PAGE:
After enduring a traumatic brain injury, a lot of things changed for Cristabelle Braden. She put her education on hold so she could heal, relearning how to do essential tasks like dressing herself and taking a shower.

A few months into her rehabilitation, Braden’s parents started to notice her working on songs. Not only had Braden not written a song before her surgery, she often struggled with aphasia, or difficulty finding the right word. Yet, Braden was able to communicate in song, writing deeply personal lyrics about the feelings surrounding suffering such an injury.

Now 11 years after her injury, Braden is gearing up for the release of her fifth studio album “Start With Hello.” Braden will perform songs from the upcoming album, as well as older tunes, when she visits Emmaus Road Cafe on Saturday.

Braden, now 25, grew up in Delaware. There, she attended her church’s youth group, where she played games with other kids her age.

During a game of Red Rover, Braden hit her head on a concrete wall, causing severe swelling in her brain. She was a sophomore in high school.

Braden, who now lives in Allentown, Lehigh County, doesn’t remember the first year and a half after her injury. She struggled immensely with short-term memory.

“I was like Dory in ‘Finding Nemo’,” Braden says. “Like, I would literally forget that I ate breakfast and I would eat like four or five breakfasts in the morning.”

Her parents tried to help her keep a positive outlook.

“My mom says that we would focus on what I can do rather than what I can’t do,” Braden says.

Her father purchased her a guitar, and Braden taught herself how to play. The recovery process wasn’t always easy, and music provided an outlet for the isolation Braden felt.

“I felt like I was constantly disappointing my family and everyone around me because I could never remember anything,” Braden says. “I just felt really scared and alone. So, a lot of my songs were coming out of those places.”

Eventually, Braden found the confidence to try performing her songs in front of an audience. She opened for Delaware singer-songwriter Ray Seemans at a Christian bookstore. Seemans was so impressed with her performance, he invited her to join him as the opening act for all of his shows.

Audience members started inquiring about how they could purchase a CD, a project Braden never considered previously. She recorded her first album during her senior year of high school.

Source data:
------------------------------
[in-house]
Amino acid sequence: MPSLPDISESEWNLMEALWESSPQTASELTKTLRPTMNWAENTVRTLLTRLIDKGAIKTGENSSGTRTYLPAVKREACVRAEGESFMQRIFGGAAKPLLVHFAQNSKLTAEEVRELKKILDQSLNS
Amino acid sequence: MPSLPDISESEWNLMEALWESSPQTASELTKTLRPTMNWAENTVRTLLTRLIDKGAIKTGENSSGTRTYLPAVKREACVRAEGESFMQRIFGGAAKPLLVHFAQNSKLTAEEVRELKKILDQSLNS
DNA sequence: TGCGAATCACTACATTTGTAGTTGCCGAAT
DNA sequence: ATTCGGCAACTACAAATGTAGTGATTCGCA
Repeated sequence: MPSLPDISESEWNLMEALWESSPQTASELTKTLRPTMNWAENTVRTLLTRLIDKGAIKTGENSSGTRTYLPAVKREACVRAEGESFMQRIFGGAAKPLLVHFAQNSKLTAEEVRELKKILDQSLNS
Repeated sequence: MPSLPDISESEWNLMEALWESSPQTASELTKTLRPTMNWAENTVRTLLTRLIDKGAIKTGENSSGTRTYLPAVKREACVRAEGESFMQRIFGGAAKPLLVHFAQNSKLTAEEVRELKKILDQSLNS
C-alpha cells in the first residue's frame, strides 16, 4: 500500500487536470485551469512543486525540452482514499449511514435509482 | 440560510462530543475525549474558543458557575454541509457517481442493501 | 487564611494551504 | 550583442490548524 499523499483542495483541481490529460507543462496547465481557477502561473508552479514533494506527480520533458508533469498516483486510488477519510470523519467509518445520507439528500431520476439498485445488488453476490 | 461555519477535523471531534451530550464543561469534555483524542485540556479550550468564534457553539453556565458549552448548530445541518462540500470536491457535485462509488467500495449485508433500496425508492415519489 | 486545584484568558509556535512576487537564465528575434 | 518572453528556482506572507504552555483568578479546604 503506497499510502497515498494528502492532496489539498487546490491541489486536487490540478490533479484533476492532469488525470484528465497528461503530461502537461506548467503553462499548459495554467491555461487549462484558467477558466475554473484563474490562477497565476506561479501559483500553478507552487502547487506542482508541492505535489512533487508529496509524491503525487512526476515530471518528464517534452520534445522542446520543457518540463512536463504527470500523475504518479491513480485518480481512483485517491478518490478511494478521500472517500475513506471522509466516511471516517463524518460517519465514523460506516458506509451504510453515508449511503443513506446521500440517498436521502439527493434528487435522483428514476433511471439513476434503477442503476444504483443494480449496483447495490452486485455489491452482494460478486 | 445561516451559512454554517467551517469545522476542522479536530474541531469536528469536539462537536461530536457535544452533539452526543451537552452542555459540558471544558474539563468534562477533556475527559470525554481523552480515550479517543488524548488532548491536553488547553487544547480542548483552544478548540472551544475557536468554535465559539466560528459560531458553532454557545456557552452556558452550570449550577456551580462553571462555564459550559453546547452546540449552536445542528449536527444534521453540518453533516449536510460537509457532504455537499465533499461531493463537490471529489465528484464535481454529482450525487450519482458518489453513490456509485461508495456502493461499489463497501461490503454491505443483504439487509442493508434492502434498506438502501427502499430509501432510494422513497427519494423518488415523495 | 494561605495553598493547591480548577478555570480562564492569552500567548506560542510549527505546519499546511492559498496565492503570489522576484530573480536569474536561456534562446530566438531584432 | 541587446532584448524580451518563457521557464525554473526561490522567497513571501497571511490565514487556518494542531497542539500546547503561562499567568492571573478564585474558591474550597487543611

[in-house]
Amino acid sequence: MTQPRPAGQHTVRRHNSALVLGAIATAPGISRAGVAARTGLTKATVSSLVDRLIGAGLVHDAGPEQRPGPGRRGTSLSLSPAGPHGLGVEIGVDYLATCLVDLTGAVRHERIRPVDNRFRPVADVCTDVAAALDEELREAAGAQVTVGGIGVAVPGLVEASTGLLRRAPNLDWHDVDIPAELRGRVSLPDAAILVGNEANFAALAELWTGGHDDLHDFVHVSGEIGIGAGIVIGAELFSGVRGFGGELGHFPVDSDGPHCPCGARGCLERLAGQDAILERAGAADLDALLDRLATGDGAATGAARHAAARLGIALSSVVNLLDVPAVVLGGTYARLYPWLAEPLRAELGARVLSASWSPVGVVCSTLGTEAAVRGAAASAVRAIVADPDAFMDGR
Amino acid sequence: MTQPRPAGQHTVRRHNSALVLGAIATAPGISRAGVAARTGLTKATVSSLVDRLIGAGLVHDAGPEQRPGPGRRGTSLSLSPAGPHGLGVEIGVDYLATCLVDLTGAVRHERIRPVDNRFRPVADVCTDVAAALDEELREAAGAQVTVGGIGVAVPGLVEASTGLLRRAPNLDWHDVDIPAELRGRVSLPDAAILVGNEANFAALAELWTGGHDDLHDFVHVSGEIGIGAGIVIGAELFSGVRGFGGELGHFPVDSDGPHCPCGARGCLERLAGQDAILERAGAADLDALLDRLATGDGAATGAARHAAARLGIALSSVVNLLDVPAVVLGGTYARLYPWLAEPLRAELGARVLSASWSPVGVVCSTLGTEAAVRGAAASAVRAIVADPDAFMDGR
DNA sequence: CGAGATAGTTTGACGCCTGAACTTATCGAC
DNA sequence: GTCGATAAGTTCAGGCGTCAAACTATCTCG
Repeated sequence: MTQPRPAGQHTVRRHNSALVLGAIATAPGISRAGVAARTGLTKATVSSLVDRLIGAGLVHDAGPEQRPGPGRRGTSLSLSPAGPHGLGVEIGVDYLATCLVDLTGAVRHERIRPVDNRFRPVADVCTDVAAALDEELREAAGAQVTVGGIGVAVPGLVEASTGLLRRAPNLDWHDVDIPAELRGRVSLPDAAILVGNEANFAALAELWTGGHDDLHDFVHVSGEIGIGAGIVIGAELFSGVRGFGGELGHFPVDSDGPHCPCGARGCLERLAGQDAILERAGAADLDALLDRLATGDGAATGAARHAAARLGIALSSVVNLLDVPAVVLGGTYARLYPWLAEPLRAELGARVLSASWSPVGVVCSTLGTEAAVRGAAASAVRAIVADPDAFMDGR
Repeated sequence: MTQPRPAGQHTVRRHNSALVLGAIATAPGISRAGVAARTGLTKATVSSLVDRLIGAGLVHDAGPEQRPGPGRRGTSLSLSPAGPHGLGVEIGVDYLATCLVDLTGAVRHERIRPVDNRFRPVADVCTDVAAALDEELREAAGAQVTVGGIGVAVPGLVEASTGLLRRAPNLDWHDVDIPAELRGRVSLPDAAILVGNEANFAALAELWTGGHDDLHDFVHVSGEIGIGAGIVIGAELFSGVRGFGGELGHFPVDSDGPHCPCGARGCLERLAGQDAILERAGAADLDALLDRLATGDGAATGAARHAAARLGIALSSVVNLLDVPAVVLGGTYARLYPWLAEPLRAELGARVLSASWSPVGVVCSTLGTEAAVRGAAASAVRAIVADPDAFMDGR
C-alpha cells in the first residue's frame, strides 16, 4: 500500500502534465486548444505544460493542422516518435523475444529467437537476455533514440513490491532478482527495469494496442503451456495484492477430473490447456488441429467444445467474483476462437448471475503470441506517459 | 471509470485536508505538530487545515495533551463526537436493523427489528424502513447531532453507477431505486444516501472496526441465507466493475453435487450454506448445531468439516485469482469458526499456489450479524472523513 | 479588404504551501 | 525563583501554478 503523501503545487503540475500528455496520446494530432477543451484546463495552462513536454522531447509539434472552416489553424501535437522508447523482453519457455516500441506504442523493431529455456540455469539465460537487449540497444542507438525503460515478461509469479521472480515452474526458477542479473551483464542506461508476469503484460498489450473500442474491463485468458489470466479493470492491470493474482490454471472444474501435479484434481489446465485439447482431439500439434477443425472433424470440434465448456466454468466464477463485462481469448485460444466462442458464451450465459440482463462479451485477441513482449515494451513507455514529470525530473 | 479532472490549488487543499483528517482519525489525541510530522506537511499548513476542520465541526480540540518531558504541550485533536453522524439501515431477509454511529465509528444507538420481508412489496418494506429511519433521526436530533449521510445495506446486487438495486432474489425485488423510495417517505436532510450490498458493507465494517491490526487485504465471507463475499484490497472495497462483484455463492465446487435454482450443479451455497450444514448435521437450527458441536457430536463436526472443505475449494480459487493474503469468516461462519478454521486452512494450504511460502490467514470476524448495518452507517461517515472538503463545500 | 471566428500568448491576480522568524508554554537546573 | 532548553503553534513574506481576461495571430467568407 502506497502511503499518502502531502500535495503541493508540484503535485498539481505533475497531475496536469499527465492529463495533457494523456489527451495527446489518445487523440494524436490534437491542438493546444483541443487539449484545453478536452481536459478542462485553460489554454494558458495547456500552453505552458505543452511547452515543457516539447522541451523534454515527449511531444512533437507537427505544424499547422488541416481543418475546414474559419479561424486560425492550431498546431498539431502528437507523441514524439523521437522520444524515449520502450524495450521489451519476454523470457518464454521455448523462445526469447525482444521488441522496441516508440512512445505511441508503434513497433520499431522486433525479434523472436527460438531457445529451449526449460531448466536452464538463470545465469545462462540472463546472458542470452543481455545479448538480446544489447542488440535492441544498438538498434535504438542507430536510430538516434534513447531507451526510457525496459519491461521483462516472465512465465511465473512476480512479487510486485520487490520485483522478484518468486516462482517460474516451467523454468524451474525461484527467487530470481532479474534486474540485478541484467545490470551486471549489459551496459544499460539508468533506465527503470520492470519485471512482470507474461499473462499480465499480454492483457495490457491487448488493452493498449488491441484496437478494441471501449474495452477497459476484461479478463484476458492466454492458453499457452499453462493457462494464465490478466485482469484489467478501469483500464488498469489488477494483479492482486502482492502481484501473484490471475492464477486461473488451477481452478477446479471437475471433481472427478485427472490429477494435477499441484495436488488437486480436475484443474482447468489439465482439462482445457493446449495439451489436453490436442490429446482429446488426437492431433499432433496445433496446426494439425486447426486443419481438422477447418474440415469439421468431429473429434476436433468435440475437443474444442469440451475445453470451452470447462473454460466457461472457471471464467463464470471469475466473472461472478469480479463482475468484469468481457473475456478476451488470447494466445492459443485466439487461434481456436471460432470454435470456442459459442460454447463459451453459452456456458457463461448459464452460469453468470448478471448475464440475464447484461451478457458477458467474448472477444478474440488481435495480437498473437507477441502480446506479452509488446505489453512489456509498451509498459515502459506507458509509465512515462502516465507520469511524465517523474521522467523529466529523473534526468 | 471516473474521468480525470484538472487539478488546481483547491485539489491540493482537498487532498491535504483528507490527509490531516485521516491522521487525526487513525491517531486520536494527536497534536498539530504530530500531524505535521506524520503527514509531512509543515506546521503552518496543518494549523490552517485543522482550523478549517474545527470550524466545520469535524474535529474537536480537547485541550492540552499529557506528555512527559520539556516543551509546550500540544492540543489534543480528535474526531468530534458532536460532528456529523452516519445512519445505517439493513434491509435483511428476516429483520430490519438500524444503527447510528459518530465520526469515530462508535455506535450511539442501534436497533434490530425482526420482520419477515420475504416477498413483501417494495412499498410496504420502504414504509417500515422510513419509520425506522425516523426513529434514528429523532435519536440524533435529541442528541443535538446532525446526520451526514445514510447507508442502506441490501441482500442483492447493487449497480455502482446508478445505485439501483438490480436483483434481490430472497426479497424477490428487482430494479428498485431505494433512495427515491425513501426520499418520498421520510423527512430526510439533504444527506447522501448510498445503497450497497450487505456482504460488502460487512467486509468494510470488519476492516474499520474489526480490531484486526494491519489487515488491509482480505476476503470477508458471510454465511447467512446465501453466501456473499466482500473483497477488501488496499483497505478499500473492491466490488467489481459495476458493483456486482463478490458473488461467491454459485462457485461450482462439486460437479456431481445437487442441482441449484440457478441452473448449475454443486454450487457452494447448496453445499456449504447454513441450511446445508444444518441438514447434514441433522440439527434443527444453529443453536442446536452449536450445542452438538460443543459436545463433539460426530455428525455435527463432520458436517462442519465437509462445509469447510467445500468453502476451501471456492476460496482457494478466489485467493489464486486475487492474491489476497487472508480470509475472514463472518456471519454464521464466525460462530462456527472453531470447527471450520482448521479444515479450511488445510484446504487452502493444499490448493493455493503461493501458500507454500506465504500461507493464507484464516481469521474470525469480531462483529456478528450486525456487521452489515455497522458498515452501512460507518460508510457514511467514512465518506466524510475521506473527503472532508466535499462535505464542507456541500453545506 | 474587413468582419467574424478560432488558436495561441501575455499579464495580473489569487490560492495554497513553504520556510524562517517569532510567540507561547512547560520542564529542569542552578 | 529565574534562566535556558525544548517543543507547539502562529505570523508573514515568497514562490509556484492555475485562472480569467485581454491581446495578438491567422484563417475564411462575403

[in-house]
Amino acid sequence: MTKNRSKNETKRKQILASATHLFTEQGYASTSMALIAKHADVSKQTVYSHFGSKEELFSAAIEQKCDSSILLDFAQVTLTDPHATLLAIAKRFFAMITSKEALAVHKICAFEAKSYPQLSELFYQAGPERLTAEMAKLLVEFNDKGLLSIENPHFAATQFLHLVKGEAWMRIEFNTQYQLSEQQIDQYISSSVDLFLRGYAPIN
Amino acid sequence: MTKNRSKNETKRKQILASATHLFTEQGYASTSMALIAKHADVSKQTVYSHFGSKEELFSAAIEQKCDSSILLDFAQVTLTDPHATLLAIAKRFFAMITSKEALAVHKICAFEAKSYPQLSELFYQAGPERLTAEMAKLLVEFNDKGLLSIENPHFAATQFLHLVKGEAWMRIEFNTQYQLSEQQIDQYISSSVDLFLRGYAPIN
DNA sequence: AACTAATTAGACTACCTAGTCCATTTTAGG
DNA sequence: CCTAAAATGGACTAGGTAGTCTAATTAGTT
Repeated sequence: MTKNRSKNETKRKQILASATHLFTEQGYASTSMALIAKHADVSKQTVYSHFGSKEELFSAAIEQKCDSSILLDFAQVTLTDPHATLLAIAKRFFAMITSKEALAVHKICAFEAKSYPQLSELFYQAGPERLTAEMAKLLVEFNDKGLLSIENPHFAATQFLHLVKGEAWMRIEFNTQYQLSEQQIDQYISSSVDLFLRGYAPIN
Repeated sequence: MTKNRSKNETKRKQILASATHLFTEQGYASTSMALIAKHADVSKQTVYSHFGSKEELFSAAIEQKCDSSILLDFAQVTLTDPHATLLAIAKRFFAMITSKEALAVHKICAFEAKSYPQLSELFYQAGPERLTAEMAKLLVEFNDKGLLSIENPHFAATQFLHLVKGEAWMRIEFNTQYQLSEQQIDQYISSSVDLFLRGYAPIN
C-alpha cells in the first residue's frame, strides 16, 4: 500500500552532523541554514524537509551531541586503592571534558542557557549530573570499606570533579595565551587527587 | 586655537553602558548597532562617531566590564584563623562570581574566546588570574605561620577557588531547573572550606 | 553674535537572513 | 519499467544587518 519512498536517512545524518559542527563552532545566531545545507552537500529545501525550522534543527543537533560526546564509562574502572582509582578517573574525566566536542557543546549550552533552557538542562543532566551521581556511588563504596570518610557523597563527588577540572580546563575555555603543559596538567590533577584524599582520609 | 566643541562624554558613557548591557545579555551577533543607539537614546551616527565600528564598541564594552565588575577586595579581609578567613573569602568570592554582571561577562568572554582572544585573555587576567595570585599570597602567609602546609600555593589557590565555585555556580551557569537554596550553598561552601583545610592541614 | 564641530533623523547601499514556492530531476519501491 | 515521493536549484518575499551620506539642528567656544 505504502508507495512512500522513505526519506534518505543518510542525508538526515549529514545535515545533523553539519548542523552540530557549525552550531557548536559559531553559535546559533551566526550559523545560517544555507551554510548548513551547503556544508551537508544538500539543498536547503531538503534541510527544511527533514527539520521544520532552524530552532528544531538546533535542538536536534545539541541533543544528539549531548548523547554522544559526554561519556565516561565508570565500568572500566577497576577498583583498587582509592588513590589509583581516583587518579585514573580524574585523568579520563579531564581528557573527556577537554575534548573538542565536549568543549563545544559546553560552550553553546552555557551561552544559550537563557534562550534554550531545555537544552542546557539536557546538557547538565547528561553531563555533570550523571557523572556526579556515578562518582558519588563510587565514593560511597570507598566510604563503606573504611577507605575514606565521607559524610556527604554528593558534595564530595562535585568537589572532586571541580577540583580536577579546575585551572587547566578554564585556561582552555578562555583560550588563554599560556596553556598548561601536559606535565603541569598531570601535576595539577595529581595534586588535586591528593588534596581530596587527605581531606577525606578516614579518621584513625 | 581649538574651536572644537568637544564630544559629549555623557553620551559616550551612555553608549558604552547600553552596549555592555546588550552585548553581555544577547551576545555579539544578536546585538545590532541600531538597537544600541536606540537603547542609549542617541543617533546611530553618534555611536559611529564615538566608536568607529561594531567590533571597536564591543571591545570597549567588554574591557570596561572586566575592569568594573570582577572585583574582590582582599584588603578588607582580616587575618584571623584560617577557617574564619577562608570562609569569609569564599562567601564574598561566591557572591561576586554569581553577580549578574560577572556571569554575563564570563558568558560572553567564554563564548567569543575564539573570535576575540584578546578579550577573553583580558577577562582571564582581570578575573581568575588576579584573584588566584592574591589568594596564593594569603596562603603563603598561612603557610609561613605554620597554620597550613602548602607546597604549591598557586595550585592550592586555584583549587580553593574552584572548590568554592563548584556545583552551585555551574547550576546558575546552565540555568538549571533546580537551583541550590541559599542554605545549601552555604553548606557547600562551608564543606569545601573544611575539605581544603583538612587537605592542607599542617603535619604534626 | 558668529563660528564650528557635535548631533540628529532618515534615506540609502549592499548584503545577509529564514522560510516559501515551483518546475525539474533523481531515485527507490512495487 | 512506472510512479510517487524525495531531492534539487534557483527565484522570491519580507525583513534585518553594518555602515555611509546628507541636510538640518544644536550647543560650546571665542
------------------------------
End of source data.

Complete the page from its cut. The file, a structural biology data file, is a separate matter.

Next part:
Braden said doctors had braced her parents for the worst, suggesting that she wouldn’t graduate from high school and likely would be dependent on them for the rest of her life.

Braden not only completed high school, but graduated from Lebanon Valley College in 2015 with a double major in music and religion. At Lebanon Valley, she deepened her love of jazz music, which she notes as an influence in her original work. She also is inspired by the singer-songwriters her father introduced her to as a child, such as James Taylor, Simon and Garfunkel and Alison Krauss.

These days, the prevailing message of Braden’s music is one of hope. “Light in the Dark,” a single from “Start With Hello,” is about finding hope in a difficult time. Braden recorded “Start With Hello” at Yackland Studios in Nashville with producer Stephen Leiweke.

“If I can make a difference in one person’s life, then it’s worth it. ... I don’t want anyone to ever feel as alone as I felt,” Braden says.

She continues that mission through Hope After Head Injury, an organization Braden founded that works with traumatic brain injury survivors by providing support and connecting them to resources.

Braden has represented the organization at several events, including giving the keynote at the Mayo Clinic’s Traumatic Brain Injury Conference and speaking at the Brain Injury Association of Pennsylvania’s conference at the Lancaster County Convention Center and Marriott.

She also hosts a live chat every Tuesday night in a Facebook group, allowing people with brain injuries to tune in from the comfort of their own homes. Braden says going out in public can be overstimulating for some people with brain injuries.

She deals with this herself when she performs at concerts. She might wear ear plugs before her performance to block out extraneous sound, or she’ll wear a hat to help with light sensitivity. Braden says rest is imperative both before and after her performances. But she continues to tour because she loves it.

“Just because you had a brain injury doesn’t mean you can’t reach your goals,” Braden says. “You just might have to do it a little differently.”